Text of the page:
The Return of the Biblical Epic?
The Wall Street Journal reports that the cinematic return of the biblical epic is at hand. Russell Crowe will star in Noah, with a 148-foot ark, copious animals, and a $125 million budget. Steven Spielberg is in talks to direct Gods and Kings about Moses, Warner Bros. secured a script about Pontius Pilate, and 20th Century Fox is having Ridley Scott direct Exodus. Sony is developing The Redemption of Cain, while Lionsgate will distribute Mary, Mother of Christ, promoted as a prequel to the highly-successful The Passion of the Christ. Why?
There are compelling economic reasons for Hollywood to embrace the Good Book. The studios are increasingly reliant on source material with a built-in audience, something the Bible—the best-selling book in history—certainly has. And like the comic-book superheroes that movie companies have relied on for the past decade, biblical stories are easily recognizable to both domestic and the all-important foreign audiences. What’s more, they’re free: Studios don’t need to pay expensive licensing fees to adapt stories and characters already in the public domain.
With floods, plagues, burning bushes and parting seas, Bible movies make great vehicles for big-budget special effects, a key selling point for a wide swath of audience members. Paramount is hoping “Noah” will connect with religious Americans who “may not necessarily go to more than one or two movies a year,” said Paramount Vice Chairman Rob Moore.
Hollywood has been stagnant for some time. Many have observed that the more interesting creative stuff has been happening on cable and subscription television, pointing to series like the Sopranos, Dexter, 24, Breaking Bad, and Mad Men. Why the box office blues? The usual reasons are probably the correct reasons: Tickets and concessions are too expensive, especially in this economy; studios are risk-averse, given the immense amount of money it takes to produce a film; people would rather stay home in the comfort of their own entertainment dens; and many young men in particular get their thrills gaming now that games are as intense (and more interactive) than most action films.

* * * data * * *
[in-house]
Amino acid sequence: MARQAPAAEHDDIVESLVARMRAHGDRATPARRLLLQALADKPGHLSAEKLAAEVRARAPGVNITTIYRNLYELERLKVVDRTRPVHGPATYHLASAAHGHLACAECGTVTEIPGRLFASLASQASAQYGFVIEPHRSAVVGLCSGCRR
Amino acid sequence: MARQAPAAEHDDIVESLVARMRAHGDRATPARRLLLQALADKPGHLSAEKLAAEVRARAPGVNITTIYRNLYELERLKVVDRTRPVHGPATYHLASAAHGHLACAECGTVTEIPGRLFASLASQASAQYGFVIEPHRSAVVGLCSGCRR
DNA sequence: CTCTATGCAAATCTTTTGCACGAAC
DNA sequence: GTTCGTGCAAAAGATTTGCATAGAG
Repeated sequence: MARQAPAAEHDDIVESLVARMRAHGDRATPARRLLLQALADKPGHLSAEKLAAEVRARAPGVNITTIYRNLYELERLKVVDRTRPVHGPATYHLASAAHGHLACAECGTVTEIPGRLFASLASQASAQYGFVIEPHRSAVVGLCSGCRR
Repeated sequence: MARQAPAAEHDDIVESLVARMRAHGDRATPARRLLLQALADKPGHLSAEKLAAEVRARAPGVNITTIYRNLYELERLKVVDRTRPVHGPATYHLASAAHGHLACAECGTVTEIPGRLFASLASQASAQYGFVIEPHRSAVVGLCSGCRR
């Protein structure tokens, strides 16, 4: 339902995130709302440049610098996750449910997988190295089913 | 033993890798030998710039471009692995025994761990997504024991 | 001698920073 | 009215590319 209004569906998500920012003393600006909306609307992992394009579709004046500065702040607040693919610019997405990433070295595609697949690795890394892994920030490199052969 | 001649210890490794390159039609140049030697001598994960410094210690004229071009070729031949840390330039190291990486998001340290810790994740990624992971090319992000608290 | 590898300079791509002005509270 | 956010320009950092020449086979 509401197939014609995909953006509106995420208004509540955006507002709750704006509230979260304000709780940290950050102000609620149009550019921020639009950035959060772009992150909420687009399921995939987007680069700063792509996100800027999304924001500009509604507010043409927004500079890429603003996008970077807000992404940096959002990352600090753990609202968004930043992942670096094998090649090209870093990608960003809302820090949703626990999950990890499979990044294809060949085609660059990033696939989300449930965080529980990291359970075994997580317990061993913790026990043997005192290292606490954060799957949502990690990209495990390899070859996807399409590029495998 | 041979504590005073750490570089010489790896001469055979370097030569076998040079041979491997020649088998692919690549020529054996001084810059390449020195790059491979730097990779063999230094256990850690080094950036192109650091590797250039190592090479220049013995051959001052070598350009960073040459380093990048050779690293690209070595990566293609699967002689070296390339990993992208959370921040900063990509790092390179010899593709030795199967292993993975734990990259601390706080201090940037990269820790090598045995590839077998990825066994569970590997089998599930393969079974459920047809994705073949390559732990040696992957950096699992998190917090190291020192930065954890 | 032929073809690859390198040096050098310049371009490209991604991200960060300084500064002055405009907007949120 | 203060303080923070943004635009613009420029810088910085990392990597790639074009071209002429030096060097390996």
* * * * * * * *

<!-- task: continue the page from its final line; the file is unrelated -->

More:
TV also has the advantage of being able to do more in terms of story for less money. A successful series might run anywhere between 50 and 150 episodes for that many hours of TV. It also has the advantage of regularity: each and every week there’s an installment. This regularity is also why (many claim) NASCAR and the NFL are so popular. And episodes are sometimes available online legally at a network’s website, at Amazon streaming, or on iTunes mere hours after they air.
So will Biblical epics save Hollywood, or (rumors of its demise being greatly exaggerated) at least give it a shot in the arm? I’m dubious, for a couple reasons.
First, as The Passion of the Christ showed, practicing Christians of whatever stripe will pour into theaters to see a film that endeavors to present the story seriously and respectfully, whatever shortcomings scholars, theologians, and critics perceive. Conversely, there’s Evan Almighty, the Steve Carrell flop about Noah’s Ark. Those associated with the film came across in interviews as unserious, more New Age than Christian (or observantly Jewish), while the film itself took high tragic drama and turned it into farce, and poorly. Rotten Tomatoes thus records a score of 23% for it. And so whether or not Russell Crowe’s Noah film enthralls audiences and turns into box office boffo will depend on how well the film presents the drama of the biblical narrative. And it’s a brutal narrative; God Almighty drowns everyone and everything save Noah and his family and enough animals to start over. The temptation to present the story in more palatable ways will be substantial, and even if it were done in subtle ways, through oblique commentary here and there, the practicing Christians who would otherwise support the film can sense politically correct moves a mile away. (It’s not a biblical epic as such, but remember Ridley Scott’s Kingdom of Heaven? Don’t worry; no one else does either.) As the article notes: